IN DECEMBER, I HAD A CHANCE TO TALK to Jeffrey McNeel, deputy chief/fire marshal for Beaumont Fire-Rescue in Beaumont, Texas. He was in Boston for NFPA’s two day Remembering When™: A Fire and Fall Prevention Program for Older Adults training conference, looking for direction on how to address a troubling trend in his community.
The research that he’d conducted on fall prevention among older citizens showed that his department, which takes an all hazards approach in responding to its 118,000 citizens, answers 10 times as many calls for public assists for falls and slips than for structure fires. Further, his analysis over a two-year period indicated that a call for a public assist for a fall with injuries was preceded by a call, if not multiple calls, for a public assist in which a resident wasn’t injured but needed to be lifted or repositioned after a fall. In one instance, the department responded to a location 26 times for non-emergency lift assists before receiving a call for a fall injury. What McNeel realized is that emergency personnel were responding to incidents but were not adequately addressing behaviors that often led to them.
“My heart is in prevention. This was an unacceptable hole in our prevention activities that had to be addressed,” McNeel told me at the conference. “We have been traditionally focused on getting the smoke alarms in and teaching children how to react to fire, but there’s so much more that affects a family’s safety. People can fall and have a life changing, life-ending injury. We have to become proactive.”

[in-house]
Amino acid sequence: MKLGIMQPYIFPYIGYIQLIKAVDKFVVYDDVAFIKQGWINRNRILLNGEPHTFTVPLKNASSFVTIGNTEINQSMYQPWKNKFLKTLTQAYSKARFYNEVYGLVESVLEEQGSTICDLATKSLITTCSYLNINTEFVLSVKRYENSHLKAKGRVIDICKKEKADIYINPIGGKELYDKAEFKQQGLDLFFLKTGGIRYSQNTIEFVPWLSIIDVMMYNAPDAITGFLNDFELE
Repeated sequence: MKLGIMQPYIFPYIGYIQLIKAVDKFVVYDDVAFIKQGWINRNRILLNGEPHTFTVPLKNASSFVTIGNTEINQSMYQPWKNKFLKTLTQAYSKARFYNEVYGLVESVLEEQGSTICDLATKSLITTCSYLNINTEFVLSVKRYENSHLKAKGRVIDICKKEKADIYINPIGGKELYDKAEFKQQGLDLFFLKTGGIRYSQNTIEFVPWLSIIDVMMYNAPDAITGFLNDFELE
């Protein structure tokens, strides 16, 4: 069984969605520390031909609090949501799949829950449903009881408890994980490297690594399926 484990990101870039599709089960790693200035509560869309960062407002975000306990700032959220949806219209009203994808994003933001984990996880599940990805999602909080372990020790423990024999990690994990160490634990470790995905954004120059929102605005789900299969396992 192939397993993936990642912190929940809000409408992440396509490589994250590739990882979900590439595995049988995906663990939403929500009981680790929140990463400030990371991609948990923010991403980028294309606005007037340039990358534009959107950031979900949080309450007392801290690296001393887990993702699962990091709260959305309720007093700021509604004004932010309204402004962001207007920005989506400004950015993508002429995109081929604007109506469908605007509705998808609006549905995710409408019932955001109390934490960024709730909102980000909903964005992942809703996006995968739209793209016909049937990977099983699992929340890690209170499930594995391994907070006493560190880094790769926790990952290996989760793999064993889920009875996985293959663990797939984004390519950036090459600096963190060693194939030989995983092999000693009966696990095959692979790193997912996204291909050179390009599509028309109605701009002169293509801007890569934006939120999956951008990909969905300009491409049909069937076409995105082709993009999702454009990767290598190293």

McNeel, along with more than 50 other participants from across the U.S. and Canada, came to Boston to learn how to reach older adults with the 16 key fire and fall prevention behaviors of the recently updated Remembering When program. The training included group presentations and home visits, and McNeel was particularly interested in a presentation by public health educator Andrea Vastis called “Health Behavior: From Theory to Practice.” Vastis explained the complex nature of ingrained behaviors, reinforcing her point by having participants pair off to discuss their own behavior changes and what motivated them. Vastis outlined strategies for working with older adults to help them recognize and change potentially dangerous behaviors, encouraging participants to practice patience and persistence throughout the process.
Vastis’ presentation was reinforced for McNeel and his peers in a session called “Conducting the Home Visit,” by Jessica Blackford-Cleeton, of the Illinois State Fire Marshal’s office, and Patricia Mieszala, NFPA trainer and lead public education advisor. They used props and clever pantomiming to dramatize the patience and sensitivity required to help an older adult embrace change.
The team concept was emphasized throughout the training. Participants were encouraged to form coalitions, to seek the support of their mayors, fire chiefs, civic and business leaders, and local media, and to keep in contact with each other throughout the yearlong commitment to the program.
“Sometimes in education we wonder, ‘Did we get the point across? Is there going to be behavioral change?’ ” McNeel told me — a familiar refrain from educators everywhere. “We have a wonderful partner with our home health agency. With the information we’ve been given here, we can truly educate others.”
For more on Remembering When, visit nfpa.org/rememberingwhen.
LISA BRAXTON is public education project manager at NFPA.